Top Five Books of 2015

I completed the 50 Books Challenge by late November, a feat that both surprised and pleased me. I went on to read a few more and will likely round off the year at 54 if I finish Station Eleven by New Years Eve.

Of the 50+ books I read in 2015, I chose five as favorites, along with an honorable mention. To meet the criteria of “favorite,” the book had to 1) keep me interested 100 percent of the time, and 2) be one that I’d recommend to anyone and everyone. Note that these aren’t books that were written in 2015. Some are several years old.

I’ve placed them in order, so I’ll start with number five. (Each title is linked to my original review.)

PatronSaintofLiarsNo. 5: The Patron Saint of Liars by Ann Patchett. This was my introductory book to Ann Patchett’s writing, and since reading this one I’ve acquired two more from resale shops. She is a beautiful storyteller and in this novel weaves together three points of view regarding an unwanted pregnancy, an escape to a nunnery, and a slew of lies used to comfort oneself. It is a revealing story about the things we do to make ourselves feel better.

No. 4: We Are All Completely Beside Ourselves by Karen Joy Fowler. This one had me at the start because I simply could not conceive of doing away with one child to appease another. Of course the plot isn’t that simple. Not far into the story we learn that Fern wasn’t a normal child, and the family in which Fern was placed wasn’t a normal household. This book is so well thought out that the author practically spoon feeds readers proportionate bites of information at the proper time. It is a must-read for animal lovers.

No. 3The Circle by Dave Eggers. This book is the cautionary tale of our time. It is the 1984 of our generation. Though every character is an archetype and the equation of the plot is semi-predictable, it is a wild ride down a road that could very well be our future. Read with caution and let’s go off the grid together.

The GoldfinchNo. 2: The Goldfinch by Donna Tartt. Not everyone would agree that this book was a home run. A few folks I know tried to read it and couldn’t get through, but that was not the case for me at all. I came to care for Theo, the main character so dearly that I couldn’t bear for the story to end. In my mind, he exists still. The story is so much more than the journey of a painting. It’s about how we long to make sense of things we don’t understand.

No. 1: Night Film by Marisha Pessl. This shouldn’t surprise you one bit. If I know you in real life, then I’ve tried to push this book in your hands. It’s not literary like The Goldfinch and it’s not endearing like We Are All Completely Beside Ourselves. It’s not rooted in reality like The Circle and it’s not heartstring-tugging like The Patron Saint of Liars. It’s just pure reading fun. It sucks you in and won’t let you go until the very last word on the very last page. It’s CRAZY and bizarre and a touch scary.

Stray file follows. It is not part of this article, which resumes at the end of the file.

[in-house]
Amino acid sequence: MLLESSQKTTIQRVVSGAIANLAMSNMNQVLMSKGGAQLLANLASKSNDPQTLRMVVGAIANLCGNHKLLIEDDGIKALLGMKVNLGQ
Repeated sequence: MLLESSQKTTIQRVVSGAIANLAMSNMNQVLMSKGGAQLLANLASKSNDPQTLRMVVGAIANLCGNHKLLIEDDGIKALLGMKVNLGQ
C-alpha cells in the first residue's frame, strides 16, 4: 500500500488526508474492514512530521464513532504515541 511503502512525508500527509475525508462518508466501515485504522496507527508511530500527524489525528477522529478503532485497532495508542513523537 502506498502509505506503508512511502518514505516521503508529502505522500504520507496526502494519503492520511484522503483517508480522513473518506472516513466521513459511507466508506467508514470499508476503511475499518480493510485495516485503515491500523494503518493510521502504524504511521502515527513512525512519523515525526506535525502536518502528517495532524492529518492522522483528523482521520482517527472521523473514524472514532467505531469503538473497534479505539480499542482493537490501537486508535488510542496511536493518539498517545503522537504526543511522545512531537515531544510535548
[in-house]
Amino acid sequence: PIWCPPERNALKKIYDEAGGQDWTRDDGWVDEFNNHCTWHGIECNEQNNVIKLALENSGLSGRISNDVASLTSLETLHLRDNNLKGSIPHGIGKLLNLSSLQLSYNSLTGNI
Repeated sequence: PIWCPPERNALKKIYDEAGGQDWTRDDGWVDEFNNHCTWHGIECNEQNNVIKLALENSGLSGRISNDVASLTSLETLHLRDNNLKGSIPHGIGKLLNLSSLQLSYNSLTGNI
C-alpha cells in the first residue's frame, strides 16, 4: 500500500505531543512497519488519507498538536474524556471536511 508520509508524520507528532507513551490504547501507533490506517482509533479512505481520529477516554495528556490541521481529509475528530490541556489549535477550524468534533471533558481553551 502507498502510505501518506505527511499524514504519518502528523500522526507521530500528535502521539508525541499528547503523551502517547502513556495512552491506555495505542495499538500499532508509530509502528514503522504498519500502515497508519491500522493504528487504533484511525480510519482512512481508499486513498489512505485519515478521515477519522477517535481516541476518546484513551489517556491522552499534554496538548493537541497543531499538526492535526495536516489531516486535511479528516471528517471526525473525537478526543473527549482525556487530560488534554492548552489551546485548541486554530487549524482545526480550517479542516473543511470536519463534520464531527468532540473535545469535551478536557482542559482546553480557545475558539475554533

Night FilmNight Film wins because it put me in a trance for four days and that’s the kind of magic I want out of a book. I read it at every free moment and hardly fed my children because I couldn’t put it down. That’s the sort of power I’d like to have in storytelling, and since I don’t have that power, I’ll give a hardy handshake to the writers that do.

The honorable mention goes to Tana French, writer of two books I read this year and fully enjoyed: In the Woods and Faithful Place. They are part of an ongoing crime series set in Dublin and I plan to continue reading onward.

What are YOUR favorite books from 2015?

Book Review: Faithful Place by Tana French

Faithful PlaceWhen I read In the Woods, I didn’t know it was part of a series about Dublin murder cases, but alas, it is. In Faithful Place, Frank Mackey is our grouchy protagonist who went into police work after running away from his ghetto neighborhood at nineteen years old. He intended to run away to England with his girlfriend, Rosie, but when she didn’t show up on the get-away day, he assumed she lost her nerve.

Her body is discovered years later in an adjacent townhouse and Frank is determined to find out what happened to his first love.

A few things I loved: the crazy family dynamic, the gruffness of Frank’s discontent, the poetic way Tana French describes each scene and character…

The thing I didn’t like: The lack of suspense. Just as soon as the investigation got underway I knew who killed Rosie. It poured out of the pages with such clarity that I was sure a twist or turn would yank away my suspicions. But no. The person who I thought did it actually did it, so when the confession came, I wasn’t blown away. (That wasn’t the case for In the Woods, by the way. That one had me on edge.)

Don’t get me wrong – Tana French is a beautiful writer. Case in point, this first paragraph of Chapter 4:

The rain had slackened off to a faint damp haze, but the clouds were getting denser and darker; there was more on the way. Ma was pressed up against the front-room window, sending out curiosity rays that practically burned my eyebrows off. When she saw me looking in her direction, she whipped up a J-cloth and started furiously cleaning the glass.

French writes with careful cadence, the sort of rhythm that makes each sentence easy to read. I don’t know a thing about living in Dublin but French makes me think I do. Everything is so well described that almost nothing is left to the imagination. Not everyone loves that sort of writing, but I do. I want to submerge myself in a setting so that I actually live there for the duration of the book.

Perhaps it was her attention to detail that made the criminal so obvious. The character jumped off the page immediately, so much that I even thought, “Surely it’s not this person. That would be too obvious.”

In the Woods was a better book, but French’s writing is impeccable all around.

Buy Faithful Place here.